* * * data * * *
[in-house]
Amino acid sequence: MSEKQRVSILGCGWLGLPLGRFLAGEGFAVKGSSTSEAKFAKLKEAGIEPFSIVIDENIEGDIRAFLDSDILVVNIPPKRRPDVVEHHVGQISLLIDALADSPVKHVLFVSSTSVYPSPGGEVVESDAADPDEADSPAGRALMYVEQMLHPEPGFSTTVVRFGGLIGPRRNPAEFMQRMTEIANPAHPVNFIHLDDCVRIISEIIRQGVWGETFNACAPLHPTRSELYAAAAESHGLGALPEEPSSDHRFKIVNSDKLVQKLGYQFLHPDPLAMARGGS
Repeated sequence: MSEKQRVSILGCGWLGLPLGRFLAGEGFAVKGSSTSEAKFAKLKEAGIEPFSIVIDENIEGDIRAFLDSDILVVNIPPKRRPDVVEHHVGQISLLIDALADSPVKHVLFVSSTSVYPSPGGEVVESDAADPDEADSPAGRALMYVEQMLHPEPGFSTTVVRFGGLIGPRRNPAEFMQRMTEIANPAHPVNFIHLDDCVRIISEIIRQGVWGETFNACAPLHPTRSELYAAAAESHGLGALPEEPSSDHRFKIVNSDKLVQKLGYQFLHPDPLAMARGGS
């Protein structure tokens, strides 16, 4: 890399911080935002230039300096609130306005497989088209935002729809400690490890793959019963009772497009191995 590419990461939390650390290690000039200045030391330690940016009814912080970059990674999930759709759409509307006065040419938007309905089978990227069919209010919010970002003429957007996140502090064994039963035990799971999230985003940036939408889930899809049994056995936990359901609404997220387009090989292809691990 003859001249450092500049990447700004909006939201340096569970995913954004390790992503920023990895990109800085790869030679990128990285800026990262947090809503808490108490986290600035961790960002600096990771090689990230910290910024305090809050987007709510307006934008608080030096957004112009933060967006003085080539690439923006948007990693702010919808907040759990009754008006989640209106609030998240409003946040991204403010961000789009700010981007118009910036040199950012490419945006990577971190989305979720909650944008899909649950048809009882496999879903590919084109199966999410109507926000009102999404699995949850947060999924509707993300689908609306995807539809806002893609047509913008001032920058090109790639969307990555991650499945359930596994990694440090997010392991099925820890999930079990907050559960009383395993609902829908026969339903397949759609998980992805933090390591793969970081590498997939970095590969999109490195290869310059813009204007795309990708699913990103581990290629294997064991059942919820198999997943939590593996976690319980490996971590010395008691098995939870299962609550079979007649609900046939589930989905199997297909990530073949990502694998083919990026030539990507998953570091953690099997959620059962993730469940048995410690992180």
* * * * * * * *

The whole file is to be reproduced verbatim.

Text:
[in-house]
Amino acid sequence: MSEKQRVSILGCGWLGLPLGRFLAGEGFAVKGSSTSEAKFAKLKEAGIEPFSIVIDENIEGDIRAFLDSDILVVNIPPKRRPDVVEHHVGQISLLIDALADSPVKHVLFVSSTSVYPSPGGEVVESDAADPDEADSPAGRALMYVEQMLHPEPGFSTTVVRFGGLIGPRRNPAEFMQRMTEIANPAHPVNFIHLDDCVRIISEIIRQGVWGETFNACAPLHPTRSELYAAAAESHGLGALPEEPSSDHRFKIVNSDKLVQKLGYQFLHPDPLAMARGGS
Repeated sequence: MSEKQRVSILGCGWLGLPLGRFLAGEGFAVKGSSTSEAKFAKLKEAGIEPFSIVIDENIEGDIRAFLDSDILVVNIPPKRRPDVVEHHVGQISLLIDALADSPVKHVLFVSSTSVYPSPGGEVVESDAADPDEADSPAGRALMYVEQMLHPEPGFSTTVVRFGGLIGPRRNPAEFMQRMTEIANPAHPVNFIHLDDCVRIISEIIRQGVWGETFNACAPLHPTRSELYAAAAESHGLGALPEEPSSDHRFKIVNSDKLVQKLGYQFLHPDPLAMARGGS
């Protein structure tokens, strides 16, 4: 890399911080935002230039300096609130306005497989088209935002729809400690490890793959019963009772497009191995 590419990461939390650390290690000039200045030391330690940016009814912080970059990674999930759709759409509307006065040419938007309905089978990227069919209010919010970002003429957007996140502090064994039963035990799971999230985003940036939408889930899809049994056995936990359901609404997220387009090989292809691990 003859001249450092500049990447700004909006939201340096569970995913954004390790992503920023990895990109800085790869030679990128990285800026990262947090809503808490108490986290600035961790960002600096990771090689990230910290910024305090809050987007709510307006934008608080030096957004112009933060967006003085080539690439923006948007990693702010919808907040759990009754008006989640209106609030998240409003946040991204403010961000789009700010981007118009910036040199950012490419945006990577971190989305979720909650944008899909649950048809009882496999879903590919084109199966999410109507926000009102999404699995949850947060999924509707993300689908609306995807539809806002893609047509913008001032920058090109790639969307990555991650499945359930596994990694440090997010392991099925820890999930079990907050559960009383395993609902829908026969339903397949759609998980992805933090390591793969970081590498997939970095590969999109490195290869310059813009204007795309990708699913990103581990290629294997064991059942919820198999997943939590593996976690319980490996971590010395008691098995939870299962609550079979007649609900046939589930989905199997297909990530073949990502694998083919990026030539990507998953570091953690099997959620059962993730469940048995410690992180």